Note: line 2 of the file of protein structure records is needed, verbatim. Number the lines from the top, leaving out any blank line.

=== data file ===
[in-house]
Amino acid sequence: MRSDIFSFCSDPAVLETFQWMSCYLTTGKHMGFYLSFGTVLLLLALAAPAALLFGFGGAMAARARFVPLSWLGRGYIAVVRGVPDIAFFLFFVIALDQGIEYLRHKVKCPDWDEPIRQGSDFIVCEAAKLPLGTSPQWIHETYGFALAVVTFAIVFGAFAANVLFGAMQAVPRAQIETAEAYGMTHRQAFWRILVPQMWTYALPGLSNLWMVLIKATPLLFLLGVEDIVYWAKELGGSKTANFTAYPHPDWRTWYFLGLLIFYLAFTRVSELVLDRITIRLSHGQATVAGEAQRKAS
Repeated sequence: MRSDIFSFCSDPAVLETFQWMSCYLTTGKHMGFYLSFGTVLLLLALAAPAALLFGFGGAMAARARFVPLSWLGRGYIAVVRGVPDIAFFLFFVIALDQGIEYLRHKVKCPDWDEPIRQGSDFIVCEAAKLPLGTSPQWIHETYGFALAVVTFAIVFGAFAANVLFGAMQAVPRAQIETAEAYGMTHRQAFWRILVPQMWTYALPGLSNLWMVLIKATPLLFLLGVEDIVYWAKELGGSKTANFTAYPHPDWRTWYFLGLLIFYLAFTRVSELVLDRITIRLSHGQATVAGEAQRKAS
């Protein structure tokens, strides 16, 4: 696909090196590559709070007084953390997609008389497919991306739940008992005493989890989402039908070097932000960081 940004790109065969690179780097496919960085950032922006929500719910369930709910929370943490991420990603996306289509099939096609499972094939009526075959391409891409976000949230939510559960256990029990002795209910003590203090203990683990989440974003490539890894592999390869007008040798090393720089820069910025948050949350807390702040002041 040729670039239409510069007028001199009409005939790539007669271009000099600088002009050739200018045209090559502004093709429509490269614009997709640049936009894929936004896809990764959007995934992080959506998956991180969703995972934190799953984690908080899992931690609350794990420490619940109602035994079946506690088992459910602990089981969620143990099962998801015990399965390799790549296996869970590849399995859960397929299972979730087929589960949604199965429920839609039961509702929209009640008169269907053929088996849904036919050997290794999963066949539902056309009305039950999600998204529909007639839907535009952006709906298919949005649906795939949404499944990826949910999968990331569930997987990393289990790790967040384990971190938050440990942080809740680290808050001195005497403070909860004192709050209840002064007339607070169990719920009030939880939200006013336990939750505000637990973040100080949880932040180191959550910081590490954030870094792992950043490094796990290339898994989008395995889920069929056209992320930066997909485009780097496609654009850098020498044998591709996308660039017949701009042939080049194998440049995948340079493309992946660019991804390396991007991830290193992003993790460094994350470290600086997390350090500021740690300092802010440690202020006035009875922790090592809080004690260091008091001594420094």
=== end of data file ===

Amino acid sequence: MRSDIFSFCSDPAVLETFQWMSCYLTTGKHMGFYLSFGTVLLLLALAAPAALLFGFGGAMAARARFVPLSWLGRGYIAVVRGVPDIAFFLFFVIALDQGIEYLRHKVKCPDWDEPIRQGSDFIVCEAAKLPLGTSPQWIHETYGFALAVVTFAIVFGAFAANVLFGAMQAVPRAQIETAEAYGMTHRQAFWRILVPQMWTYALPGLSNLWMVLIKATPLLFLLGVEDIVYWAKELGGSKTANFTAYPHPDWRTWYFLGLLIFYLAFTRVSELVLDRITIRLSHGQATVAGEAQRKAS